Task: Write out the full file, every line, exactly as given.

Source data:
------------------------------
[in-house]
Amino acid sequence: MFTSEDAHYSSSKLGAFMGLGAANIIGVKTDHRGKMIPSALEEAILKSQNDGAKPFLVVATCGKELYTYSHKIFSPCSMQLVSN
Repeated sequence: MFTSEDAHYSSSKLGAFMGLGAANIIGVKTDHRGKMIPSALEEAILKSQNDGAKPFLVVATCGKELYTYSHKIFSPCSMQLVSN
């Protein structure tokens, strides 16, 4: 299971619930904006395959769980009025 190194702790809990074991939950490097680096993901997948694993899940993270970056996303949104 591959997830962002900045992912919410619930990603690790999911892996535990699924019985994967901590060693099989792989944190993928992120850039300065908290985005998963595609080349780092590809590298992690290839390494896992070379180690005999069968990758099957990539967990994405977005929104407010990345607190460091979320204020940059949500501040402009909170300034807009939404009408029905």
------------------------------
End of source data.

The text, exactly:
[in-house]
Amino acid sequence: MFTSEDAHYSSSKLGAFMGLGAANIIGVKTDHRGKMIPSALEEAILKSQNDGAKPFLVVATCGKELYTYSHKIFSPCSMQLVSN
Repeated sequence: MFTSEDAHYSSSKLGAFMGLGAANIIGVKTDHRGKMIPSALEEAILKSQNDGAKPFLVVATCGKELYTYSHKIFSPCSMQLVSN
């Protein structure tokens, strides 16, 4: 299971619930904006395959769980009025 190194702790809990074991939950490097680096993901997948694993899940993270970056996303949104 591959997830962002900045992912919410619930990603690790999911892996535990699924019985994967901590060693099989792989944190993928992120850039300065908290985005998963595609080349780092590809590298992690290839390494896992070379180690005999069968990758099957990539967990994405977005929104407010990345607190460091979320204020940059949500501040402009909170300034807009939404009408029905």